It's hard to share Flannery' optimism in 3rd way tech when we have people like Abbott and one nation with legislative power, let alone the great orange idiot. I reckon we're probably fucked to some degree, it's just a matter of trying to avoid worst possible outcomes. As for the reef...my glass is half full. Off to the wine cellar...
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Old 17th July 2017, 12:21 PM
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Default Re: Live Near the Beach?

With the focus going away from manufacturing, and more into service industries, cyber security is becoming a major issue.

Take solar vs the push to re-establish coal. A terrorist has to go around hacking every damn household and small business with solar panels. Or a great big fucking coal, or oil or nuc station can be hacked [because it is on a grid] or blown up.
Granted, most solar systems are connected to the grid, but they don't have to be, at least not all the time.

So big, complex interconnected and environmentally unfriendly power systems are vulnerable and dangerous in multiple ways.

Even the Australian defence force is realising it doesn't matter how many big shiny toys you have [whether they be power stations of tanks] if someone hacks your control system you are totally fucked. And you have global warming, pollution, habitat destruction , etc, etc.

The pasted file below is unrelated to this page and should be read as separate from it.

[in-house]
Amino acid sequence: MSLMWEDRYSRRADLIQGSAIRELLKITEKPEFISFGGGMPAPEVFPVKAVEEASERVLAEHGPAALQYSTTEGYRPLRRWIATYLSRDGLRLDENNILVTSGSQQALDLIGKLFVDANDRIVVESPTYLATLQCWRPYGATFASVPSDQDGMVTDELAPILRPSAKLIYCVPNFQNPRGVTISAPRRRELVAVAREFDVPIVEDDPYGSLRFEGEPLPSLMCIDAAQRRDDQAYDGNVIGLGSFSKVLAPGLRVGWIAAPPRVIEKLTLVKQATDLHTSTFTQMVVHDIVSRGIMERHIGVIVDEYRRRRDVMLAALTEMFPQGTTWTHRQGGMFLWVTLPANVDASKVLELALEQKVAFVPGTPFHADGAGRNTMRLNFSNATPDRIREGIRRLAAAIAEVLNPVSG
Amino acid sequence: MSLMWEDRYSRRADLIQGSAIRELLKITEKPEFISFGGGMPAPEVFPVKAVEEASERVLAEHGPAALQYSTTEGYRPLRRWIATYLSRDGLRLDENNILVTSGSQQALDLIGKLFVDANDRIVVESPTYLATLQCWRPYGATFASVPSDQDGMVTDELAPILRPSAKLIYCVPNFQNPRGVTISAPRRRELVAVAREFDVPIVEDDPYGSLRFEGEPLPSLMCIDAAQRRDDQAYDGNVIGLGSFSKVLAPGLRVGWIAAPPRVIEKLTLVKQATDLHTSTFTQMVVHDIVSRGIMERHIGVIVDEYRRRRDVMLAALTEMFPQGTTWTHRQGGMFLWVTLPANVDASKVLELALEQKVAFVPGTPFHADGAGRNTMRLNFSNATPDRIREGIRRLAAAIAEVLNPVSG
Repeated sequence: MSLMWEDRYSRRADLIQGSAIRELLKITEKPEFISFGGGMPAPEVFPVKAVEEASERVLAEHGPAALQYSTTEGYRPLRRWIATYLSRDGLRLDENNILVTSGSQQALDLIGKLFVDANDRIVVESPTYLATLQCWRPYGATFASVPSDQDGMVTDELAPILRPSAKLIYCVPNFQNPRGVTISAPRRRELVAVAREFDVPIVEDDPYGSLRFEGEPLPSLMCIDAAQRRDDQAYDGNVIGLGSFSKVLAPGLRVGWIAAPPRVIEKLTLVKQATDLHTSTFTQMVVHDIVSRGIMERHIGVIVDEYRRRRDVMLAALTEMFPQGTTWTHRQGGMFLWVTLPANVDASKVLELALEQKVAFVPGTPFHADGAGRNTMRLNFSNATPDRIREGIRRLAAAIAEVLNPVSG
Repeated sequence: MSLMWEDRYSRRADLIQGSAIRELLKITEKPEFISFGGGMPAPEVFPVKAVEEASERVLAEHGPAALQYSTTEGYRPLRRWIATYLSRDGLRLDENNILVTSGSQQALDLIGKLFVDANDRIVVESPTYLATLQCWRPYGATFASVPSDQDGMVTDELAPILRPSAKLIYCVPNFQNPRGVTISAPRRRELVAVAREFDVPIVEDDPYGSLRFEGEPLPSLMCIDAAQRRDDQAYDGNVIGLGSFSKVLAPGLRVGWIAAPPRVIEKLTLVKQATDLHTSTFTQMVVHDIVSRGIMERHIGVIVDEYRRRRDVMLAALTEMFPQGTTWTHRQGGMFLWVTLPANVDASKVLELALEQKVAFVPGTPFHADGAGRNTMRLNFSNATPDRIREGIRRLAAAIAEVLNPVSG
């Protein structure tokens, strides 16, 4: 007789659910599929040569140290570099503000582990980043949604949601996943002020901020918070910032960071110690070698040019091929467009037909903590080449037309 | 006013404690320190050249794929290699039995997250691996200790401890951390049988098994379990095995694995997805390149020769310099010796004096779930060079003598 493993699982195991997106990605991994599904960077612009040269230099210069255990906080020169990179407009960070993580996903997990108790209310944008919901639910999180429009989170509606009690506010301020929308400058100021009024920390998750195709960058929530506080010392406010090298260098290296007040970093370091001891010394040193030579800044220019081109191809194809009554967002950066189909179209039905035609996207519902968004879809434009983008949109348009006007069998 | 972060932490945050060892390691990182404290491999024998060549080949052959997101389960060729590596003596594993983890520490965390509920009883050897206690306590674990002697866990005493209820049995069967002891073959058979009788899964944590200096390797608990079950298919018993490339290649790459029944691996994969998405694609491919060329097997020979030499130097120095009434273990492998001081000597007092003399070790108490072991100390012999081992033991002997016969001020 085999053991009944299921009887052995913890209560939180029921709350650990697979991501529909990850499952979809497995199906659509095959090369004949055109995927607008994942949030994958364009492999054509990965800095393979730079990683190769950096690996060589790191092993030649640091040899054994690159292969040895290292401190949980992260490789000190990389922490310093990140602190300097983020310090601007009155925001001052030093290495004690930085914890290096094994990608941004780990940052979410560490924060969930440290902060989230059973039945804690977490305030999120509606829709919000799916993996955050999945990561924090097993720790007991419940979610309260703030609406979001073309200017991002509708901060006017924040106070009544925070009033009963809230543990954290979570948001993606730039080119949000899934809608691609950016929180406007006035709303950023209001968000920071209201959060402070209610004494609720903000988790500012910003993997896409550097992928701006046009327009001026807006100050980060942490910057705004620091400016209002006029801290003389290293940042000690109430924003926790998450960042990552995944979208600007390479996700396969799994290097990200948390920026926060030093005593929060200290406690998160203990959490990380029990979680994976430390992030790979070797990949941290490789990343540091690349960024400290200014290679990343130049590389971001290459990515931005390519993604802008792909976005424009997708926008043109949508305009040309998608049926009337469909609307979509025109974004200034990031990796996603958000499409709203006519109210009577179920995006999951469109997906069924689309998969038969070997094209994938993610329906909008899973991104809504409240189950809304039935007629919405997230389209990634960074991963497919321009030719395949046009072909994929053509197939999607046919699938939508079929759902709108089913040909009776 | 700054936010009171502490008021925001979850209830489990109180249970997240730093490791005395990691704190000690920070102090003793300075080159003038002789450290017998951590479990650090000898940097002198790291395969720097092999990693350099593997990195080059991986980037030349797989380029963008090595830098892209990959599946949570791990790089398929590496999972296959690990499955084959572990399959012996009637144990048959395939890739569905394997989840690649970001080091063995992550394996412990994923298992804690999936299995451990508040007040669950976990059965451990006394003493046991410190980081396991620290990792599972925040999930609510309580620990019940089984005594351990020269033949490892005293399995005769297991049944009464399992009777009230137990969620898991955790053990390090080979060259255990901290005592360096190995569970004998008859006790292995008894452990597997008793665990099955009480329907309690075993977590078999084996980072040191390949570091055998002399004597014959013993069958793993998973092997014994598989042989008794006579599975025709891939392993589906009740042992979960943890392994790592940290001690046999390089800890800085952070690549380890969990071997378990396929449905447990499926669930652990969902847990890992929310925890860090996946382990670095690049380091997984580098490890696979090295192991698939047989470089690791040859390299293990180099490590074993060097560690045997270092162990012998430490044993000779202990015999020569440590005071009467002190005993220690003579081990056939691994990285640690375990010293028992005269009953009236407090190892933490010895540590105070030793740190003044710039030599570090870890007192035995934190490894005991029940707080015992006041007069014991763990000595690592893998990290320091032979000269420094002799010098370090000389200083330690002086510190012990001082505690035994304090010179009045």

For too many years we have been complacent as a client state, taking responsibility for nothing. We sold wheat and sheep and iron ore and shit and actually produced sweet fuck all. Too hard, not profitable enough. Why bother?

OK, most of the world's patents are owned by the US, but that is just a complication, not a barrier. So the vast majority of solar panels on our roofs are German or Chinese or whatever.

We never really suffered hard, with the exception of the indigenous portion of our population. Yeah, there was the bombing of Darwin and shit like that, but nothing like what Germany suffered in the 20th century, or China for that matter.

So we play our footy and drink our beer [and yes, there is nothing wrong with that], but we vote in politicians who don't see the future, or care about it. Because few really understand what our wealth is based on, and how it can all unravel.

So we were sold "cheap" defence by Britain and the USA, which was nether cheap in lives, or really secure [Australia would have sufferred if the Cuban missile crises had gone to shit, just as much as the USA would have- US bases in OZ].

General Motors [USA] was "sold as" Holden, an "Australian" car!

We were suckers. Thinking ourselves independent while all the while a client state. We could not even get a republic going. So our policy has been one of something between an atavistic holding onto apron strings and Stockholm Syndrome.

This "national state of mind" affected our society and our economy in fundamental ways. We were far more aggressive and involved in the battle field than we needed to be, and yet timid and compliant in economics and trade [and ironically, with a bit of racism thrown in for flavour]. Australian innovators were rewarded by going overseas and becoming citizens of St. Elsewhere, never Australia.

By letting multinational corporations walk all over us, we caused the import of militant unions, which although they acted [and rightly so] as a foil for the more fascistic corporations, also helped build a climate that became toxic to true and fair partnerships between business, labour and government, for the benefit of all.